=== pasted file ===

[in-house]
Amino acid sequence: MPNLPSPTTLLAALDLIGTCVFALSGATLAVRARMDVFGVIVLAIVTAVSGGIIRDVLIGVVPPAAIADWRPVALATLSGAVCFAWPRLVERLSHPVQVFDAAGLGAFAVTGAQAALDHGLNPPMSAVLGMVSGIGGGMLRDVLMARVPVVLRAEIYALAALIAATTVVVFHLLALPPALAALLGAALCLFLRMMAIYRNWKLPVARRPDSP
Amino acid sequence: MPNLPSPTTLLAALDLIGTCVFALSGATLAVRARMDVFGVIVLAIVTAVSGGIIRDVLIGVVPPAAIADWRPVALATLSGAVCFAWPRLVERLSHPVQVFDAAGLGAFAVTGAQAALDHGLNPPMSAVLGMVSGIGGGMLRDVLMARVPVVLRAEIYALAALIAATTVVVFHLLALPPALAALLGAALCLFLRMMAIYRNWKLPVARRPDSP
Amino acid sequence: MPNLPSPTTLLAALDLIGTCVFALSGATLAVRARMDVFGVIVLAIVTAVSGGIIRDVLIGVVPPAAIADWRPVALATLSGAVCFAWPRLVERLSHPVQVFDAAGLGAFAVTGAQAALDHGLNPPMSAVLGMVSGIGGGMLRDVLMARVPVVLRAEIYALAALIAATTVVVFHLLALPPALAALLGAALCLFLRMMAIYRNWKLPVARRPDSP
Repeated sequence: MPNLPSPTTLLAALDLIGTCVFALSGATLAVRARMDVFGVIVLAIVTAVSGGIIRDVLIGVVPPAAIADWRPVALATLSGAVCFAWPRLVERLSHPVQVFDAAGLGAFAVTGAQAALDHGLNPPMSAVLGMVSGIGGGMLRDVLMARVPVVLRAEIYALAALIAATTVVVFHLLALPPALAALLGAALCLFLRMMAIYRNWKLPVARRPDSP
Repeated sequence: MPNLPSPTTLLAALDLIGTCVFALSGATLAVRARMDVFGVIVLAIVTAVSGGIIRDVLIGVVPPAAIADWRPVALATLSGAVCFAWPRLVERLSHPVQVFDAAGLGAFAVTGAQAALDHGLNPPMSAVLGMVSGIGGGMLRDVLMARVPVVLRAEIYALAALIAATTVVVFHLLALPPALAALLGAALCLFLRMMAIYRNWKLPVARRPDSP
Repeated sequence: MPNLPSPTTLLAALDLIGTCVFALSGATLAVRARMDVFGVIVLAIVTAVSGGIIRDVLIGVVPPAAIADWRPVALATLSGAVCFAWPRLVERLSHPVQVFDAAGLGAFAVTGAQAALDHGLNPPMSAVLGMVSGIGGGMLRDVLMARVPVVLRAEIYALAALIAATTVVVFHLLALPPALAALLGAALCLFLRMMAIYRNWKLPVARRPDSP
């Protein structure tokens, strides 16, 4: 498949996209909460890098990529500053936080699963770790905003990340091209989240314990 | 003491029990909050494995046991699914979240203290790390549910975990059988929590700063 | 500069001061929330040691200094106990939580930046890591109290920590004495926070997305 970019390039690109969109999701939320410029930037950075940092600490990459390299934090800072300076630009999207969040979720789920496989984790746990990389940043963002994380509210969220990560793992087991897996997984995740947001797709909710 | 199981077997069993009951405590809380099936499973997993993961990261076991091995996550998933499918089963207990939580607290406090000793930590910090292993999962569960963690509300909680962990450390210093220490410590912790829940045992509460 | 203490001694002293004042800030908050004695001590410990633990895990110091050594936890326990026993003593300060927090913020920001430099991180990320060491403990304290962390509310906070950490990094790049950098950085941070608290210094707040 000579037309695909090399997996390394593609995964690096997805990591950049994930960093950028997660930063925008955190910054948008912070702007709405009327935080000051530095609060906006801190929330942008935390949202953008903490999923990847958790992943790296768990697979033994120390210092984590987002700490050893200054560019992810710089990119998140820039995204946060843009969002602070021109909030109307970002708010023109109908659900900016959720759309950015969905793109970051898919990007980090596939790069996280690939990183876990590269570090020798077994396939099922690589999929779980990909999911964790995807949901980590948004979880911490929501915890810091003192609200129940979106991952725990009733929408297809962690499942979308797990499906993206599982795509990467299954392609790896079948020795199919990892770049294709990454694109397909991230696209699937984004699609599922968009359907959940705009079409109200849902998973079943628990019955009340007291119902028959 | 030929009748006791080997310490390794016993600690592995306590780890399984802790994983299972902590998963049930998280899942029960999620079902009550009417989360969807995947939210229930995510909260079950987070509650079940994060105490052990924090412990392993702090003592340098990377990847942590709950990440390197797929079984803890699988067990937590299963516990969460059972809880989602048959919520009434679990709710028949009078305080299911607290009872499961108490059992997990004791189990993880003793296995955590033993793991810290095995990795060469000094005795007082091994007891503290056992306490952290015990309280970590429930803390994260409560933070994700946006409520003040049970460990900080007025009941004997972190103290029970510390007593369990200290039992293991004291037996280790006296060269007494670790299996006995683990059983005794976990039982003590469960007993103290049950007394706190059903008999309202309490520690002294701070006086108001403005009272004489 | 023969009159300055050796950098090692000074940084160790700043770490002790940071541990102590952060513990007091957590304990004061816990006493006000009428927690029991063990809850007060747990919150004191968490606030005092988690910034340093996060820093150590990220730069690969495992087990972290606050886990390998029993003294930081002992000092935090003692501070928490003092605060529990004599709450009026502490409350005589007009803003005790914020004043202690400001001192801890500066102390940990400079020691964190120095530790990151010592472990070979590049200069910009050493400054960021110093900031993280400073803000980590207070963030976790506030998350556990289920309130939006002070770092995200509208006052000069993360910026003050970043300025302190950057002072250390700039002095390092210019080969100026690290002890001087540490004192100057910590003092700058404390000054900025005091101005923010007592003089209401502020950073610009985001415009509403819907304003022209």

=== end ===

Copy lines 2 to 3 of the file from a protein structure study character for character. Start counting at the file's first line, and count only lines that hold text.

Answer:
Amino acid sequence: MPNLPSPTTLLAALDLIGTCVFALSGATLAVRARMDVFGVIVLAIVTAVSGGIIRDVLIGVVPPAAIADWRPVALATLSGAVCFAWPRLVERLSHPVQVFDAAGLGAFAVTGAQAALDHGLNPPMSAVLGMVSGIGGGMLRDVLMARVPVVLRAEIYALAALIAATTVVVFHLLALPPALAALLGAALCLFLRMMAIYRNWKLPVARRPDSP
Amino acid sequence: MPNLPSPTTLLAALDLIGTCVFALSGATLAVRARMDVFGVIVLAIVTAVSGGIIRDVLIGVVPPAAIADWRPVALATLSGAVCFAWPRLVERLSHPVQVFDAAGLGAFAVTGAQAALDHGLNPPMSAVLGMVSGIGGGMLRDVLMARVPVVLRAEIYALAALIAATTVVVFHLLALPPALAALLGAALCLFLRMMAIYRNWKLPVARRPDSP